Is there anything I can do to break these boots in? Or am I just stuck with ill fitting boots? I can't really afford to buy new ones (these were gifted) right now.

I'm 5'3" so I'm guessing my calves are also shorter than average.

11:21 p.m. on May 5, 2017 (EDT)
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If you had chaffing, then I'd say get socks that extend beyond the boot cuff.  But you ladies are describing a biting-like action.  Getting thicker socks will only make the fit tighter. 

I know it hits hard in the wallet when you are faced with this sort of dilemma.  Gifted boots sometimes are a wind fall, but often the fit is off, because you were not present to test ride the foot ware.  As for the OP's new boots, you may be able to exchange them - inquire the store.  Whatever you gals do, don't continue exposing your heel tendon to this abuse, it can cause an injury. 

I am afraid you all may have the wrong boots!  Get something with a lower cuff, and less heel cant.   Wear it around the store for as long as possible.  If there are stairs do some laps to push the fit.  Wear the socks you hike in.

Fitting 101 hint:
A lot of folks over tighten the laces.  When a boot fits me, the laces over the toe box  up to the high ankle are just barely tensioned.  I can slip in and out of that lace up when the uppers are unlaced.  I tie it off permanently with a square knot. The laces above the high ankle are laced tighter with nominal effort.  Over tightening laces will make your feet ache for lack of fresh blood.  Boots fitted too narrow in the toe box will ache similar to tight laces.   Boots too tight in the ankle will squirt the foot forward, toe jamming the front of the toe box.  I have never purchased boots that were too wide or large, but have erred too small or narrow more than a couple of times.  People I know have similar tendencies, to err to the small side.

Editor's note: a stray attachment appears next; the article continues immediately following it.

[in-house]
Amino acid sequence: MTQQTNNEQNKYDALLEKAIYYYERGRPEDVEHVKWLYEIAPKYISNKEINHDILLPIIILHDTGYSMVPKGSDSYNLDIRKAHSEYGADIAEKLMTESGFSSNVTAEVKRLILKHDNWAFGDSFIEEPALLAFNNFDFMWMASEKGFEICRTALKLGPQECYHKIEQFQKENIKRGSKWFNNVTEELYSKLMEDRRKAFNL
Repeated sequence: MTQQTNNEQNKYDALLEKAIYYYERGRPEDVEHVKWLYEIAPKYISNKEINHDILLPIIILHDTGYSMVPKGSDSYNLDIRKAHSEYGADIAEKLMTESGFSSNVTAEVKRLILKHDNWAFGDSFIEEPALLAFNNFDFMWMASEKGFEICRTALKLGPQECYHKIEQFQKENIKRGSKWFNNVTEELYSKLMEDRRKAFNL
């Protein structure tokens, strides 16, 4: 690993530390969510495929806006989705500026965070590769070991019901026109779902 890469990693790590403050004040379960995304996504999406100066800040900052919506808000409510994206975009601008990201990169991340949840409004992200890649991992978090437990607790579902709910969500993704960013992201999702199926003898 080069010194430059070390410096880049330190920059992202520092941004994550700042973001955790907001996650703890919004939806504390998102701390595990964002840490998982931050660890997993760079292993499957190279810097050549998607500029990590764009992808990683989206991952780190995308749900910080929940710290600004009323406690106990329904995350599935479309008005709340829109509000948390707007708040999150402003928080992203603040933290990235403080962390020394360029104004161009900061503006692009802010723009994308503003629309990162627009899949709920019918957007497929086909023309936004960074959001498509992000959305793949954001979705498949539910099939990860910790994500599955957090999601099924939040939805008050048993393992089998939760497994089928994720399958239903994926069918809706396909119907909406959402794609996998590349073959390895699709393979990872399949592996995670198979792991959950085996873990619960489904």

Ed

8:16 a.m. on May 8, 2017 (EDT)
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There are definitely lots of boot lacing techniques.  there are websites that show many variations.  A common one for downhill is an overhand knot at the ankle, to keep your foot from sliding forward and injuring your toes.  For breaking in boots, supposing they fit well to begin with, just takes time.  Try wearing them a half hour or hour every day during your normal routine.